Most cases of H. pylori do not require any treatment, particularly if they are asymptomatic. However, people with uncomfortable symptoms need a combination of the following drugs:

  • An antibiotic to kill the bug (for example amoxicillin or clarithromycin)
  • A proton-pump inhibitor to reduce the stomach acid

The above-mentioned combination has to be taken for 14 days.

The treatment may slightly vary depending on factors like previous medical history and drug allergies. Once the treatment course is finished, patients are called for a follow-up to confirm if H. pylori has been completely eradicated. If not, the treatment regimen is repeated and may be altered according to individual cases.

Complications of H. pylori

While H. pylori infection is mostly asymptomatic, it can lead to serious complications like:

  • Obstruction of the gut at any point, blocking the food from leaving your stomach.
  • Internal bleeding due to rupture of a blood vessel due to ulcers.
  • Peritonitis i.e. infection of the peritoneum due to a ruptured peptic ulcer and spread of the bug throughout the body.
  • Perforation of the stomach wall.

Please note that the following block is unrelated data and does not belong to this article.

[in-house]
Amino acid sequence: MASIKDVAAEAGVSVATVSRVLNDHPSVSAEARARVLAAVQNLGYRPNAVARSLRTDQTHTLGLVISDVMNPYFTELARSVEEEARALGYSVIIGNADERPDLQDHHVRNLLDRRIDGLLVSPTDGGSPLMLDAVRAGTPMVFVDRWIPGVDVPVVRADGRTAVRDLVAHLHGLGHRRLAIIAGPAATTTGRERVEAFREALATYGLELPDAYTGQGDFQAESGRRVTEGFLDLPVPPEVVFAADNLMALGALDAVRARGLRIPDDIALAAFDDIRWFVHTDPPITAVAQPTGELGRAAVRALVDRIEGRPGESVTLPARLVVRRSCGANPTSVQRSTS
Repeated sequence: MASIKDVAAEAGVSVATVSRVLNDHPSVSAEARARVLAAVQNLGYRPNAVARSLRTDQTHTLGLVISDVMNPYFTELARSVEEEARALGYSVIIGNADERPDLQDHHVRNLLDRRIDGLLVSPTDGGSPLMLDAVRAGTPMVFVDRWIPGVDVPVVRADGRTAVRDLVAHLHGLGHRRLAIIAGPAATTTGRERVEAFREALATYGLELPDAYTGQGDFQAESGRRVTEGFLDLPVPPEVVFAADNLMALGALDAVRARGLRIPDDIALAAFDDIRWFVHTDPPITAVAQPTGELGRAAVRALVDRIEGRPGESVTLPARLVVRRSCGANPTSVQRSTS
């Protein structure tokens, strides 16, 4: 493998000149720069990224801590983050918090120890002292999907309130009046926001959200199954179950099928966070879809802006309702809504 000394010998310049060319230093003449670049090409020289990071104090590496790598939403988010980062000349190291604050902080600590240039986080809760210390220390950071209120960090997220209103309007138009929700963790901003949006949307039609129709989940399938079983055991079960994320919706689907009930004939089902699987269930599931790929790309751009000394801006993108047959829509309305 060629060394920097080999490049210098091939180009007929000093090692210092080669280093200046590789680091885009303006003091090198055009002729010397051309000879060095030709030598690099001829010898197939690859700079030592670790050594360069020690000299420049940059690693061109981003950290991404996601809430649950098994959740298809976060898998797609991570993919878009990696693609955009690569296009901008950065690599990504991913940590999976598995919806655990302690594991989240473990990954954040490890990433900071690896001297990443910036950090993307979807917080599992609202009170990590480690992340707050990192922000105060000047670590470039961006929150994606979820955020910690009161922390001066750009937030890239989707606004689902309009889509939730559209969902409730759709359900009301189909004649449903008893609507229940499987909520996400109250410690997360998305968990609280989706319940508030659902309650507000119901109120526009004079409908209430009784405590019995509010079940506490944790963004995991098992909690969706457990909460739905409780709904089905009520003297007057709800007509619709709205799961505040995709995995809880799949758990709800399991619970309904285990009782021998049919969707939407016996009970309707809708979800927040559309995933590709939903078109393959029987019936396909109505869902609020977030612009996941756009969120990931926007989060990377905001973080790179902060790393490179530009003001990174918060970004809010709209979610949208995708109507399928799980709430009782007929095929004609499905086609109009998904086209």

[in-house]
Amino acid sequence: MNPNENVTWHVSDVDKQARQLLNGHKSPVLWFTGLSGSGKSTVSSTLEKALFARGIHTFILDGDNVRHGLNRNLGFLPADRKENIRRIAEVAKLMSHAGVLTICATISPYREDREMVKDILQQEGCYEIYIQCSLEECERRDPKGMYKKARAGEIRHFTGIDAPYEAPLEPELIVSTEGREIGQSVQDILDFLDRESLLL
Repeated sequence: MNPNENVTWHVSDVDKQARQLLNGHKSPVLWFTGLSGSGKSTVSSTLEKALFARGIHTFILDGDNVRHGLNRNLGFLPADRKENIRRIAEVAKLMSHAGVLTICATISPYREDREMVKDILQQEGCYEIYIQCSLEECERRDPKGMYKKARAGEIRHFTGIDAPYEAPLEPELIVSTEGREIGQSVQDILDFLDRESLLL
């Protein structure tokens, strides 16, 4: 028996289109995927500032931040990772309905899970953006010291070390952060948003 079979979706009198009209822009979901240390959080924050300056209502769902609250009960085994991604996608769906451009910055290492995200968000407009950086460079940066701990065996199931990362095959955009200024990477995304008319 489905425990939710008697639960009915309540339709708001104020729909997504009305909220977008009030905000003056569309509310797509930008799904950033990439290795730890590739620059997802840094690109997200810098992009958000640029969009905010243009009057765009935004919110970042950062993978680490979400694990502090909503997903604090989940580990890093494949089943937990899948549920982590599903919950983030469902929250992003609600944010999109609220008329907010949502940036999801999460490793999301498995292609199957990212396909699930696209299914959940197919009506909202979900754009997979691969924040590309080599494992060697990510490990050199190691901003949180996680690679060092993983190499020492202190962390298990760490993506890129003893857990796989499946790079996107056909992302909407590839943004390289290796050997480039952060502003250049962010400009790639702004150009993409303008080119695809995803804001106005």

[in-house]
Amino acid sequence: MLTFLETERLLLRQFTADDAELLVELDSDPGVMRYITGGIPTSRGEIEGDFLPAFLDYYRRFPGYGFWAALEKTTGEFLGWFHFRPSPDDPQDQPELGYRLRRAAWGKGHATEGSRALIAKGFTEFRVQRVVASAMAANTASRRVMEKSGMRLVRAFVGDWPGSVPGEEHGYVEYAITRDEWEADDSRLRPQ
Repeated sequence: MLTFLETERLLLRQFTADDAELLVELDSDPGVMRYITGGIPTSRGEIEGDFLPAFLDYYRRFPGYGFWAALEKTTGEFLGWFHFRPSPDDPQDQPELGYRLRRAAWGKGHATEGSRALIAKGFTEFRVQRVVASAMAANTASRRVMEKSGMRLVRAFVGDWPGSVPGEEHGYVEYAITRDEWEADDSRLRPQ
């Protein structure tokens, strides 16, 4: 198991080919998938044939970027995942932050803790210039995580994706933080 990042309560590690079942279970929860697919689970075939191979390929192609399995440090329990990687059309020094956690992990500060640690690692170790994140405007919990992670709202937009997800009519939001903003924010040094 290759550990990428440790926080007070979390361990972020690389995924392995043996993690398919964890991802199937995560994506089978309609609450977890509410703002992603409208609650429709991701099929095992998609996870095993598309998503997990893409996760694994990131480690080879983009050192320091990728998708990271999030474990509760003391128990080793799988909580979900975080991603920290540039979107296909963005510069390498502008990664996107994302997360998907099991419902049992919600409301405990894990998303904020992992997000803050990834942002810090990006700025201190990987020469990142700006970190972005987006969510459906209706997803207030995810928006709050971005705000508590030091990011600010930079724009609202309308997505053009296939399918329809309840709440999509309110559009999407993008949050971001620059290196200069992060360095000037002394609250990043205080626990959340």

Rarely, H. pylori may also lead to gastric adenocarcinoma, particularly in people who smoke or share certain ethnic backgrounds.

The Role of Food - The H. pylori Diet

Whether or not you need medical treatment to eradicate H. pylori, following a healthy diet can improve your health and reduce the risk of encountering any uncomfortable digestive symptoms. As a part of this H. pylori diet, there are certain foods to eat and avoid to make sure that you do not suffer from unnecessary vomiting, nausea, belching, or bloating. These foods are mentioned below briefly.

What To Eat

1.    Probiotics: These can be found in foods like kefir and yogurt. However, if you are unable to consume these products, consider taking a supplement after consulting with a doctor. Probiotics refer to the good bacteria that live inside the gut and protect the body from harmful bacterial species while fighting common digestive ailments.

2.    Omega fatty acids: Omega-3 and Omega-6 fatty acids have been known to reduce inflammation in the stomach while halting the growth of H. pylori. These good fats are abundantly present in natural foods, like carrot seeds, olive oil, grapefruit seed oil, and fish oil.